Linked by snydeq on Wed 6th Jan 2010 20:08 UTC
Google InfoWorld's Galen Gruman writes that the main potential game-changing attribute of the Nexus One - that Google is selling the device direct - does nothing to move the industry past carrier lock-in. "At first, I wanted to credit Google for making a tentative step in the direction of smartphone freedom. But that step is so tentative and ineffectual that frankly I think it's a cynical fig leaf covering the usual practices," Gruman writes. At issue is a political battle regarding walled gardens in the U.S. cellular market, a fight that will take years to result in any true consumer freedom. "The only way we'll ever get the ability to choose a smartphone and carrier independently is for the platform providers that count - Apple, Google, and RIM - to first develop only multiband 'world' smartphones and then refuse to sell their devices (or in Google's case, use its Android license to forbid the sale of devices) to carriers that block or interfere with device portability."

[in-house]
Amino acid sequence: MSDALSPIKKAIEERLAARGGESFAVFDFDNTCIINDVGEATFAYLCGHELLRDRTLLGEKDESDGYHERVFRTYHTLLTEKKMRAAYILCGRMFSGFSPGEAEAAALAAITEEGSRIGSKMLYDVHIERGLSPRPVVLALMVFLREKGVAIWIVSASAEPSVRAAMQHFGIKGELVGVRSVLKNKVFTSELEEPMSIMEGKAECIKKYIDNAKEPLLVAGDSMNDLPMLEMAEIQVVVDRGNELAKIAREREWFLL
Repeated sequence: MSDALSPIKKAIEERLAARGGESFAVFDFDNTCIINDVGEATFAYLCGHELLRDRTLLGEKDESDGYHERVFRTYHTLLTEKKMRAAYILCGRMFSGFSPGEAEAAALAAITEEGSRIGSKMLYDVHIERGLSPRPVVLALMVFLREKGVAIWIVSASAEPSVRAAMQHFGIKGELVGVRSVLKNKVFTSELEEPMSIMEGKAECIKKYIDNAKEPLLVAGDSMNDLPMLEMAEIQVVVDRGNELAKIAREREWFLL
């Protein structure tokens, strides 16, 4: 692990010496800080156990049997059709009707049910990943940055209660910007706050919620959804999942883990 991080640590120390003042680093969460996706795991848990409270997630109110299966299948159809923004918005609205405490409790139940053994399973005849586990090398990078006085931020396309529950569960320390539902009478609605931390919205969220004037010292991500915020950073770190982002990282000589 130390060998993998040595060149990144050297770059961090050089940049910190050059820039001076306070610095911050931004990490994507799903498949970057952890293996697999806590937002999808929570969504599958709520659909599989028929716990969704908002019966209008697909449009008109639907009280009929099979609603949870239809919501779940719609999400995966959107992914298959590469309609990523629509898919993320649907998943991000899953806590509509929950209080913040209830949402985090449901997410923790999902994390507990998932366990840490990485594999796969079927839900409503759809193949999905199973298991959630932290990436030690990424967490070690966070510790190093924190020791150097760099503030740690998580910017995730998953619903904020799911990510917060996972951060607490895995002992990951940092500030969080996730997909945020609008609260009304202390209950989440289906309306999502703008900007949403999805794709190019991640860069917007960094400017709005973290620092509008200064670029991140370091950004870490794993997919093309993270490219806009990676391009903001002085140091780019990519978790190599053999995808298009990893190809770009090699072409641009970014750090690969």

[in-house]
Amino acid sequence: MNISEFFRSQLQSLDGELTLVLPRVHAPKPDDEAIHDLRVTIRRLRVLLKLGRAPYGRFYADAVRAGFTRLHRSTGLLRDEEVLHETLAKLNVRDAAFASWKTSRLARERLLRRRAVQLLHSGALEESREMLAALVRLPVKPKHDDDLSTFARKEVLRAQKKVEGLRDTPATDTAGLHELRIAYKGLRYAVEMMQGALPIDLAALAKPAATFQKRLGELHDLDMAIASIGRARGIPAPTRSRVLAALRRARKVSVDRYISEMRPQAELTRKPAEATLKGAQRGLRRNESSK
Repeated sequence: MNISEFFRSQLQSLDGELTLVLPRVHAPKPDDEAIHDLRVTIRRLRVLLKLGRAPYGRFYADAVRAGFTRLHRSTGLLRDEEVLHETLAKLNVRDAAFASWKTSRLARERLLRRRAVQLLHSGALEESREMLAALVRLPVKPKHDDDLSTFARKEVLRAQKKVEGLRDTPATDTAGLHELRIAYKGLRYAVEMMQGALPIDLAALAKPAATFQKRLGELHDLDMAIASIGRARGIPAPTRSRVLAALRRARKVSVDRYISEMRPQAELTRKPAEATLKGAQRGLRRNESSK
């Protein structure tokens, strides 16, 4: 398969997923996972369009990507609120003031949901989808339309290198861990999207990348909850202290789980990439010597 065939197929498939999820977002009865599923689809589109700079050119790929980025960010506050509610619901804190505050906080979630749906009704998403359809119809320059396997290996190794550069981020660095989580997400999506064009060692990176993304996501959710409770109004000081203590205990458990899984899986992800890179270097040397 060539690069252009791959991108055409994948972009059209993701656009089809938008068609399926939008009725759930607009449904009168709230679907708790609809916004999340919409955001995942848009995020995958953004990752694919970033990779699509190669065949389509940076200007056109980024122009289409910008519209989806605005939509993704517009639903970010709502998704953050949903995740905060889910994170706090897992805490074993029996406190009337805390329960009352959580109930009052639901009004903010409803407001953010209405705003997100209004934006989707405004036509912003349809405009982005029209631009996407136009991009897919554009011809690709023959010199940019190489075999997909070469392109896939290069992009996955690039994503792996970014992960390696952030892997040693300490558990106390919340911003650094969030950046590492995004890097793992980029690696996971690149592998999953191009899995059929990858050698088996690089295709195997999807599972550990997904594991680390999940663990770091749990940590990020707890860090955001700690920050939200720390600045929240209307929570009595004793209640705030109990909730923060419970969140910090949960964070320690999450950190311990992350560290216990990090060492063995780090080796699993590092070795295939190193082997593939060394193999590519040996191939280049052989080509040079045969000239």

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Ikshaar
Member since:
2005-07-14

I suspect the lack of AT&T-compatible 3G frequencies had to do with a squabble, rather than anything else.

Mostly becuase the 850/1900 3G band of AT&T is only use in the Americas and by few operators. Almost all Europe/Asia/Africa is 2100. So this phone will work wonders in many countries, just not in the fragmented market that is US.

http://en.wikipedia.org/wiki/List_of_UMTS_networks

Edited 2010-01-07 21:43 UTC

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